Another lesson of Postema's history is that the field of legal philosophy itself has undergone disciplinary and sociological changes since the turn of the twentieth century, ones that will no doubt affect its form, content, and prospects into the future. For roughly the first half of the twentieth century, the field was dominated by legal educators and professionals. Lawyers and judges with little or no philosophical training made provocative and sometimes bizarre claims about law that, while often imprecise and obscure, nonetheless brought about innovation, suggesting new lines of research in legal philosophy and sometimes other cognate disciplines. Since Hart's pioneering work in the 1950s and -60s came to prominence, however, the field has been, for better or worse, firmly in the hands of academic philosophers, and lawyers with at least some training in philosophy. The result has been a more dialectically palatable literature, and one that increasingly references and coheres with other adjacent literatures within philosophy, for example within metaphysics, action theory, and metaethics. One repeated criticism of this recent trend is that innovation has slowed considerably as a result, and even that the field has become uninteresting, stagnant, and isolated from the practice of law as well as the study of law in other disciplines, particularly the social sciences.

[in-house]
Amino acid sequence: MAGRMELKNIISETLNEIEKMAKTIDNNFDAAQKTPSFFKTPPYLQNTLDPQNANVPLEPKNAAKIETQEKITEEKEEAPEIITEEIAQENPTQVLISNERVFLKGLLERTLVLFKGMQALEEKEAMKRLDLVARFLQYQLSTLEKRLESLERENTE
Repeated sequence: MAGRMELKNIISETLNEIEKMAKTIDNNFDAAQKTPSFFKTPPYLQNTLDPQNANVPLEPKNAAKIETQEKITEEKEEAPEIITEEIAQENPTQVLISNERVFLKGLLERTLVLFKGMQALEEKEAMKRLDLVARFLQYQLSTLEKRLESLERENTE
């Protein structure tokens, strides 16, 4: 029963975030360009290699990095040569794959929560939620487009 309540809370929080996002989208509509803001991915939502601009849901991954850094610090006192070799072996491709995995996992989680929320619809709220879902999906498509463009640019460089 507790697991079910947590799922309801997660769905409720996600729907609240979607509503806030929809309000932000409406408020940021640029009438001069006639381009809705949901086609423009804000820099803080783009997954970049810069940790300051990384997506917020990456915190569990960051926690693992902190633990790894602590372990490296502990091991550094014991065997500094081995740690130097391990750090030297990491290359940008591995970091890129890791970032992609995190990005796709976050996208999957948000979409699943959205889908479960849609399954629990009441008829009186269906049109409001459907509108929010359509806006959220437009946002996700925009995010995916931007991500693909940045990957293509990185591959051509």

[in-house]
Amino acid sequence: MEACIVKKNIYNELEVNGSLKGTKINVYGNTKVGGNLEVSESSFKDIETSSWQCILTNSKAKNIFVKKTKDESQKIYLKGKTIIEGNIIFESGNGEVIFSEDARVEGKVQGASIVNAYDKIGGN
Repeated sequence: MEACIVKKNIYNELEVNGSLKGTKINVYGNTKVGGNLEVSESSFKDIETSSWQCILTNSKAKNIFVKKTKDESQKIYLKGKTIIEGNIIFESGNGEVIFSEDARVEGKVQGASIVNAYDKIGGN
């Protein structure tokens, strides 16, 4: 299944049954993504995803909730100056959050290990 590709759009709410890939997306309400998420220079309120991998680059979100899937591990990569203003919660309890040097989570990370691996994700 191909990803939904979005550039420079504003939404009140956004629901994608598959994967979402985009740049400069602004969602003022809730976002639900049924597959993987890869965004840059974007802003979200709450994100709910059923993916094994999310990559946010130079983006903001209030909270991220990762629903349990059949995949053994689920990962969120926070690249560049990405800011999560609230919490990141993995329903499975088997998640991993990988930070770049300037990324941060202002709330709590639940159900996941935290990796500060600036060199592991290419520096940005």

A final salient feature of the history that Postema sets out is the persistent fixation by legal philosophers throughout the twentieth century on the data of legal practice, narrowly construed -- primarily the activities of judges and practicing lawyers. Many of the leading objections over the last half century, for example, to legal positivism or the general approach of explaining law as a special kind of social convention (or set of social conventions) are variations on the theme: but that's not what lawyers and judges do. Law, it has been said, is an "argumentative practice" (537), and any theory that fails to take account of that is wanting. But it's worth meditating on the priority given to "legal practice" and its argumentative character among the diverse set of pre-theoretical data. If one hangs around the courthouse too long, one may get the idea that 'legal practice' is all there is to explain. But no one lives at the courthouse. Law governs its subjects more or less directly, for example, mediating nearly every interpersonal relationship and all manner of private commercial activity (from marriage to poker games to stock trading), both within and across countries. We do not need lawyers for law to do that. Indeed, in the long view of history, lawyers as they are thought of today are a relatively new invention, and philosophical theorizing about law has been profitably going on for much longer. The preference in recent legal philosophy is to ignore this datum, though that preference has gone undefended by everyone.
Postema's book is long. Fortunately, the chapters are helpfully written as mostly self-standing expositions of a manageable number of theorists and arguments; the result is that the chapters and subsections are useful essays in their own right, for both research and pedagogical purposes. Here I have touched on only the broadest themes in them; there are many other interesting twists and turns in Postema's history that merit sustained attention.
 And the view persists: see John Gardner, "Law and Philosophy," in Simon Halliday ed., An Introduction to the Study of Law (Edinburgh: W. Green, 2012).